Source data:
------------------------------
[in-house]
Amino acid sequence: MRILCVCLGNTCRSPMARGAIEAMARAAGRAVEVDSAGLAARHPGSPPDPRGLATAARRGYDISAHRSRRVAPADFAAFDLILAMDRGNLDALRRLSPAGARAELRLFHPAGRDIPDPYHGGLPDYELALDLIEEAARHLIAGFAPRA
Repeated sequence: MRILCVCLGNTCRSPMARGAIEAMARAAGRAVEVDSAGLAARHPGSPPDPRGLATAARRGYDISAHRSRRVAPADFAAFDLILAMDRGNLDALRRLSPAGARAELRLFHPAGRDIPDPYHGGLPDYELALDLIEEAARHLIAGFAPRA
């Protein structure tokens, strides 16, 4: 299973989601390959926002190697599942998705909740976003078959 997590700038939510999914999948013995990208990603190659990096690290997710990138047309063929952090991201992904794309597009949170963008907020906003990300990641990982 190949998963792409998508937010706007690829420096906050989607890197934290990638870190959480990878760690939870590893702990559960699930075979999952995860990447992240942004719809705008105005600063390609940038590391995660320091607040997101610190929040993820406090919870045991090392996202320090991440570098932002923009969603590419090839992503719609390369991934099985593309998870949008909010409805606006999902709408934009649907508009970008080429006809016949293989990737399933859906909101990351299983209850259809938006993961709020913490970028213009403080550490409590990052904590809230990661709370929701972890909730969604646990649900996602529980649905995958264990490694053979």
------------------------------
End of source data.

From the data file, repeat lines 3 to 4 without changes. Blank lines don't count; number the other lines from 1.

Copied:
Repeated sequence: MRILCVCLGNTCRSPMARGAIEAMARAAGRAVEVDSAGLAARHPGSPPDPRGLATAARRGYDISAHRSRRVAPADFAAFDLILAMDRGNLDALRRLSPAGARAELRLFHPAGRDIPDPYHGGLPDYELALDLIEEAARHLIAGFAPRA
């Protein structure tokens, strides 16, 4: 299973989601390959926002190697599942998705909740976003078959 997590700038939510999914999948013995990208990603190659990096690290997710990138047309063929952090991201992904794309597009949170963008907020906003990300990641990982 190949998963792409998508937010706007690829420096906050989607890197934290990638870190959480990878760690939870590893702990559960699930075979999952995860990447992240942004719809705008105005600063390609940038590391995660320091607040997101610190929040993820406090919870045991090392996202320090991440570098932002923009969603590419090839992503719609390369991934099985593309998870949008909010409805606006999902709408934009649907508009970008080429006809016949293989990737399933859906909101990351299983209850259809938006993961709020913490970028213009403080550490409590990052904590809230990661709370929701972890909730969604646990649900996602529980649905995958264990490694053979």